Boston Marathon bomber Dzhokhar Tsarnaev wanted to plead guilty and help the prosecution in exchange for life imprisonment, court documents unsealed Wednesday reveal.
But prosecutors did not make a deal, and Tsarnaev was convicted at trial and sentenced to death for the 2013 bombing, which killed three people and injured hundreds.
According to a document released Wednesday, Tsarnaev “offered to provide certain kinds of cooperation and assistance, in the course of plea negotiations.”
But the filing then says, “The government has consistently rejected Tsarnaev’s conditional offers.”
The filing was made in an effort to limit the ability of Tsarnaev’s attorneys to raise the issue of the negotiations during the trial itself.
Prosecutors say in the documents that the bomber’s attorneys wanted to introduce statements Tsarnaev made that he didn’t want to kill “innocents.”
Ultimately, news of a possible plea wasn’t made public until the day of Tsarnaev’s sentencing in April 2015. His willingness to cooperate, however, was not revealed until Wednesday.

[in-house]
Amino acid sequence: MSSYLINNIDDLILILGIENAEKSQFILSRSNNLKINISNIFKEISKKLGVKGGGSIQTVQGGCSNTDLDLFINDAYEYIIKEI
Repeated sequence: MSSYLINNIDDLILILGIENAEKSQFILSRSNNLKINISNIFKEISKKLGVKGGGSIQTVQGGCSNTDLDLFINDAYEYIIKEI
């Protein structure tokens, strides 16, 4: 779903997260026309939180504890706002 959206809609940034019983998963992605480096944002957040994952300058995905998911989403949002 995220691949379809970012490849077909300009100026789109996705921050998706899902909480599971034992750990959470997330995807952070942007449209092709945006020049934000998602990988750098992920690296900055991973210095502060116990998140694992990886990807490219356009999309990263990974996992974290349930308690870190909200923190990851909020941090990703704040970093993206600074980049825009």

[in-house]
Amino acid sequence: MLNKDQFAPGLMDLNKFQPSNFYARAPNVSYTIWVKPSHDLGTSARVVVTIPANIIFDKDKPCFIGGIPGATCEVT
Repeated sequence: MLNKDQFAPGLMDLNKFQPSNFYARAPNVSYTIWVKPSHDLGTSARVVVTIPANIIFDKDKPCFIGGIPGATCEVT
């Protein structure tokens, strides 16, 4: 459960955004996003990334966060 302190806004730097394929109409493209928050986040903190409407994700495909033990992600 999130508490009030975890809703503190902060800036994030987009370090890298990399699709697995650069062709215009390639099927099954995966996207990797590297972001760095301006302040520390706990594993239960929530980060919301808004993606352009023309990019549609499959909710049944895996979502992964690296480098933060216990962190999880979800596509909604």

In another new detail, prosecutors say that one of the reasons FBI agents questioned Tsarnaev in his hospital bed is because “of the two remote-control detonators used during the Marathon bombings, only one was recovered, suggesting that the Tsarnaevs (or someone else) had retained the other one for possible use with additional bombs.”
During interviews from the hospital where he was taken after his capture, Tsarnaev told FBI agents that he and his brother Tamerlan acted alone in building the explosives and planning the attack, according to newly released court documents.
Tamerlan had died after a shootout with police, and Dzhokhar was suffering from gunshot wounds to his face and jaw.
Unable to speak, Dzhokhar answered the FBI agents’ questions in handwritten notes.
This article originally appeared on NBC